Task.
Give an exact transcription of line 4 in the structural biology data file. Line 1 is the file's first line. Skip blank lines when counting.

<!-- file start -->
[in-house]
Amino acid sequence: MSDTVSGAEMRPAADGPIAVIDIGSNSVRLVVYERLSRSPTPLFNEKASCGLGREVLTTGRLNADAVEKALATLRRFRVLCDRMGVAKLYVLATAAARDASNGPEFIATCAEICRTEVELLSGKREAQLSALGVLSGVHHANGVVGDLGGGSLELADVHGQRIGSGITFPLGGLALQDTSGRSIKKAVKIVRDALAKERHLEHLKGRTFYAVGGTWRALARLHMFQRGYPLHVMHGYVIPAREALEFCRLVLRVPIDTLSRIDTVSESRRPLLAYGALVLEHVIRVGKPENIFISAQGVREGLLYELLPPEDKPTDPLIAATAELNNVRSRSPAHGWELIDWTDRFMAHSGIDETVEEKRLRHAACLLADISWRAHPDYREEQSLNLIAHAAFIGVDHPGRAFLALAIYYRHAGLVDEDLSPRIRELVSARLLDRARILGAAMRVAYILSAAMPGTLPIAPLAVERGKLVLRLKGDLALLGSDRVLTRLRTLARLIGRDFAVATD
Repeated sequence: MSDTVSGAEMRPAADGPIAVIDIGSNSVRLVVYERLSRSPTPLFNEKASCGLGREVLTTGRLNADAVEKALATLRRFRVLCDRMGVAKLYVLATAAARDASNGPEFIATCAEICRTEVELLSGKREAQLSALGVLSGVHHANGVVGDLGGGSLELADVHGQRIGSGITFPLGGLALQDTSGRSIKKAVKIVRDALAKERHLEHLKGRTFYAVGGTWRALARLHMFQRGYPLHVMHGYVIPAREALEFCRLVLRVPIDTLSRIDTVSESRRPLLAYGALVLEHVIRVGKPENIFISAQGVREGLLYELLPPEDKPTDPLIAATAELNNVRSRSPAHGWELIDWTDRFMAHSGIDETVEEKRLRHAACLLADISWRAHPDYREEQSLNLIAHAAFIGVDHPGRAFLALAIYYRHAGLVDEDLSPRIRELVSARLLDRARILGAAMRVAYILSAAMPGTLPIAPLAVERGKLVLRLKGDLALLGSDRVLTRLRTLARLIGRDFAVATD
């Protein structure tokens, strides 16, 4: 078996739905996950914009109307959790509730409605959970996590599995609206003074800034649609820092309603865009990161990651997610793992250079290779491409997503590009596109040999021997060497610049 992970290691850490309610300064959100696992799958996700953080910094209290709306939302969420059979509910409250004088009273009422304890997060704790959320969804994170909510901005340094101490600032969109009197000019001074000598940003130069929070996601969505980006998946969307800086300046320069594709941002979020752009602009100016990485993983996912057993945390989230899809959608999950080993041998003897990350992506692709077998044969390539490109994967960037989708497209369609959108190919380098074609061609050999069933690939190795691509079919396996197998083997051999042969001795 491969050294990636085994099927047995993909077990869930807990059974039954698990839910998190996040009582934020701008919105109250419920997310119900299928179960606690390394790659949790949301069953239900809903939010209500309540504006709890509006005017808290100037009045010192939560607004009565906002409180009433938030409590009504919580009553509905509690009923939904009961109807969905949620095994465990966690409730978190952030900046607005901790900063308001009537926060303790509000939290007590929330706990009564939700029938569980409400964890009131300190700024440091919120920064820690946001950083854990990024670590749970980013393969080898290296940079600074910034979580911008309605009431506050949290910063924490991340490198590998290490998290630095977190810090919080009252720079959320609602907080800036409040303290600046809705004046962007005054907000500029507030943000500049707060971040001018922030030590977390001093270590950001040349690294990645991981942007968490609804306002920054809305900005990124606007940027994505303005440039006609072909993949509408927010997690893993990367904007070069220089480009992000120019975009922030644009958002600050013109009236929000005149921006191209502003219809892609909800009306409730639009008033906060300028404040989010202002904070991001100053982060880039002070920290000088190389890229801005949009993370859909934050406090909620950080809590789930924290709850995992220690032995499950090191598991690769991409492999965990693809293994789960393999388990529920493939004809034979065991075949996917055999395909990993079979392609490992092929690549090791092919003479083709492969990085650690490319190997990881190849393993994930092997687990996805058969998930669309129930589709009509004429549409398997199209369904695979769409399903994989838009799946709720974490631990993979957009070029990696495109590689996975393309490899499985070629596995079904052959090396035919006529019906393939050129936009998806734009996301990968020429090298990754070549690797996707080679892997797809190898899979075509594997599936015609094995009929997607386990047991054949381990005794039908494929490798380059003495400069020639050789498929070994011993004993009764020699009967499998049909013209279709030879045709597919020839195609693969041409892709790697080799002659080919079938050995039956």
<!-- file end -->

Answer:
């Protein structure tokens, strides 16, 4: 078996739905996950914009109307959790509730409605959970996590599995609206003074800034649609820092309603865009990161990651997610793992250079290779491409997503590009596109040999021997060497610049 992970290691850490309610300064959100696992799958996700953080910094209290709306939302969420059979509910409250004088009273009422304890997060704790959320969804994170909510901005340094101490600032969109009197000019001074000598940003130069929070996601969505980006998946969307800086300046320069594709941002979020752009602009100016990485993983996912057993945390989230899809959608999950080993041998003897990350992506692709077998044969390539490109994967960037989708497209369609959108190919380098074609061609050999069933690939190795691509079919396996197998083997051999042969001795 491969050294990636085994099927047995993909077990869930807990059974039954698990839910998190996040009582934020701008919105109250419920997310119900299928179960606690390394790659949790949301069953239900809903939010209500309540504006709890509006005017808290100037009045010192939560607004009565906002409180009433938030409590009504919580009553509905509690009923939904009961109807969905949620095994465990966690409730978190952030900046607005901790900063308001009537926060303790509000939290007590929330706990009564939700029938569980409400964890009131300190700024440091919120920064820690946001950083854990990024670590749970980013393969080898290296940079600074910034979580911008309605009431506050949290910063924490991340490198590998290490998290630095977190810090919080009252720079959320609602907080800036409040303290600046809705004046962007005054907000500029507030943000500049707060971040001018922030030590977390001093270590950001040349690294990645991981942007968490609804306002920054809305900005990124606007940027994505303005440039006609072909993949509408927010997690893993990367904007070069220089480009992000120019975009922030644009958002600050013109009236929000005149921006191209502003219809892609909800009306409730639009008033906060300028404040989010202002904070991001100053982060880039002070920290000088190389890229801005949009993370859909934050406090909620950080809590789930924290709850995992220690032995499950090191598991690769991409492999965990693809293994789960393999388990529920493939004809034979065991075949996917055999395909990993079979392609490992092929690549090791092919003479083709492969990085650690490319190997990881190849393993994930092997687990996805058969998930669309129930589709009509004429549409398997199209369904695979769409399903994989838009799946709720974490631990993979957009070029990696495109590689996975393309490899499985070629596995079904052959090396035919006529019906393939050129936009998806734009996301990968020429090298990754070549690797996707080679892997797809190898899979075509594997599936015609094995009929997607386990047991054949381990005794039908494929490798380059003495400069020639050789498929070994011993004993009764020699009967499998049909013209279709030879045709597919020839195609693969041409892709790697080799002659080919079938050995039956």